In their assessment of The Claim, for instance, Winterbottom’s dour tweak of The Mayor of Casterbridge, relocated to the gold-rush period in the American West, the authors assert that he “de-romanticises the Western in narrative and thematic elements but in the grandeur and beauty of setting, in the glimpses of a gentler civilisation tenaciously making itself heard and seen, it is as though part of him is still beguiled by the old Hollywood-enshrined verities.” It’s an interesting point. Not many classic Westerns, they aver, feature a hero brought to calamitous personal ruin by film’s end, like the guilt-ridden prospector Dillon in Winterbottom’s wintry tale. Code 46, a near-future forbidden-love story, also subverts genre expectation, McFarlane and Williams maintain, employing a minimum of special effects and relying on actual city locations (Seattle, Shanghai) to establish a defamiliarized urban setting. “By concentrating on a world of huge complexes, of internationally kept records relating to everyone’s genetic composition, by the use of technologies that seem no longer fantastic but only a decade or less away, by the minimisation of human agency, [Winterbottom] forces us bleakly to acknowledge the ways in which our societies have distanced us from a norm of instinctive response to an acceptance of wide-ranging controls.”
These are rich ideas worth exploring, but they’re marooned in an ocean of programmatically descriptive text like tiny conceptual islands. To their credit, McFarlane and Williams do present tour-de-force sketches of film plots and the devices Winterbottom uses to achieve certain effects, such as the weld of news footage, re-enactment, and interviews that distinguishes The Road to Guantanamo,a docudrama about the Tipton Three. But they tend to gloss over deeper meanings and resonances. For instance, the relationship between journalism and documentary is something that deeply interests Winterbottom, who has positioned a number of his films as hybrid figures of reportage and critique, but the authors decline to explore this thread except in very cursory terms. A pronouncement such as “Winterbottom’s oeuvre constitutes a contemporary moral voice in troubled times” begs a number of questions: What is the substance of that morality? To whom is it addressed? In what tone? How is it also inflected in a working-class comedy like With or Without You?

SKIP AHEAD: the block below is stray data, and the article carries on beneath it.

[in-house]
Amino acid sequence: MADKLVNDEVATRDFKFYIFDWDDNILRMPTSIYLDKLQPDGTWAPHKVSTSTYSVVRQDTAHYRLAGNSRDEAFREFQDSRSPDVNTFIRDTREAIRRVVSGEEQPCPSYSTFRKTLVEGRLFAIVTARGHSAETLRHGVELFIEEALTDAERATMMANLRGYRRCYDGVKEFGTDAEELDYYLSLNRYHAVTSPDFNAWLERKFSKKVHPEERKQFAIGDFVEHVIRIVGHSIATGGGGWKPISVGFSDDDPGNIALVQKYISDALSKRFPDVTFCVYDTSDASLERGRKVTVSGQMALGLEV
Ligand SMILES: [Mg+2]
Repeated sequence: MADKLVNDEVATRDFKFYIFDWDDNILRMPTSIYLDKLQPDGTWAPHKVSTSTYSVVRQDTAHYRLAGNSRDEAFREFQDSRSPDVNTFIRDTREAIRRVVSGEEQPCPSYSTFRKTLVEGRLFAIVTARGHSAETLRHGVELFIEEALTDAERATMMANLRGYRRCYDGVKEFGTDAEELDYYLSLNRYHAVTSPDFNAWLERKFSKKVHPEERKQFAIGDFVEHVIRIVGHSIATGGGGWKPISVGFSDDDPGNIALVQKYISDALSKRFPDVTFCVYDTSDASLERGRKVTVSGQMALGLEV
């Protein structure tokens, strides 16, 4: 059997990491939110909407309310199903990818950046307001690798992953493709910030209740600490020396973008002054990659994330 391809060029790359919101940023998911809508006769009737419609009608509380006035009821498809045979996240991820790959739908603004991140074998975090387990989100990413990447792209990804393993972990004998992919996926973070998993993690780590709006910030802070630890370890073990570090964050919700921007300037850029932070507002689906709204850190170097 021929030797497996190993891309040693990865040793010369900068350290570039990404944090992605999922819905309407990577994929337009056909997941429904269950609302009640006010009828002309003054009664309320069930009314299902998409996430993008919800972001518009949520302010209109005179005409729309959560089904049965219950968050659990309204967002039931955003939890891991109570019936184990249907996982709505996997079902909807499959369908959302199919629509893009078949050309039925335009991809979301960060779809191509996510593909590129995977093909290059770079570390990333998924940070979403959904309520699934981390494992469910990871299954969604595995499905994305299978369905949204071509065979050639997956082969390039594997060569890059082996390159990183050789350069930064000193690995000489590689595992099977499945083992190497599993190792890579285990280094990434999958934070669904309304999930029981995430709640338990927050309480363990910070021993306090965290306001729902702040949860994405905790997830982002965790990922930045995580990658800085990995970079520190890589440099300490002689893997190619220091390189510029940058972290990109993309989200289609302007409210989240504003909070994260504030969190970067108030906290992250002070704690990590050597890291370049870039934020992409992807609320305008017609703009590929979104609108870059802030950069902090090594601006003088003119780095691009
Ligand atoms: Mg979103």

About 24 Hour Party People, a rollicking evocation of Manchester’s music scene in the early ’80s (starring Steve Coogan as Factory Records impresario Tony Wilson), they write, “The film invites us to understand micro-historical events in relation to the larger event of Thatcherism and its social and cultural consequences.” But they never bother to develop this thought or explicate any of its referents, even when they turn to a lengthy analysis several chapters later. Equally frustrating are evaluative comments such as “Whatever its echoes and affiliations, Wonderland emerges as a humanist masterpiece of British cinema, bleak in many of its insights but ultimately holding out the prospect of hope for its beleaguered protagonists.” Absent any indication of what criteria they’ve used to reach this conclusion (because it “evokes a strong sense of place”? because it dares to hope?), or why we should share this view (what are the film’s insights?), the sentence hangs as awkwardly as a dangling modifier.
Even for students, the approach here may be too general, too concerned with formal qualities (like the frequent image of tiny figures isolated in a formidable landscape) rather than interpretation. Indeed, the conceptual framework for the book hinges on three fundamental premises: Winterbottom’s emphasis on location shooting, the incessant movement of his characters and cameras, and a sociopolitical concern for real-world issues and historical immediacy. “Generally,” they write, “Winterbottom renders his filmic worlds ‘in motion.'” It’s a point they return to again and again. One of the authors’ primary concerns is also to trace loose formal connections and other thematic correspondences between Winterbottom and the French and German New Waves, European art cinema, and even Altman’s genre-mixing ensemble dramas. Sometimes, the emphasis on precursors and filiations is productive, such as a long passage where they argue that the basic scenario in Winterbottom’s odd, unsettling crime drama I Want You echoes an entire lineage of mood-driven film noirs, from Zinnemann’s Act of Violence to Neil Jordan’s Mona Lisa.
Still, one wishes for more. In terms of isolating the formal strategies at play in Winterbottom’s cinema and the consistency of his methods, the book is a fine introduction. The authors are at their best describing structural traits and hinting at thematic lines of approach to Winterbottom’s work, rather than presenting a fleshed-out argument about the worldview (political, familial, ethical, or otherwise) expressed in his films, or tracking the ways in which his from-the-hip observational aesthetic has implications for cinematic practice and perhaps even the new age of multimedia journalism. For that book, we’ll just have to wait.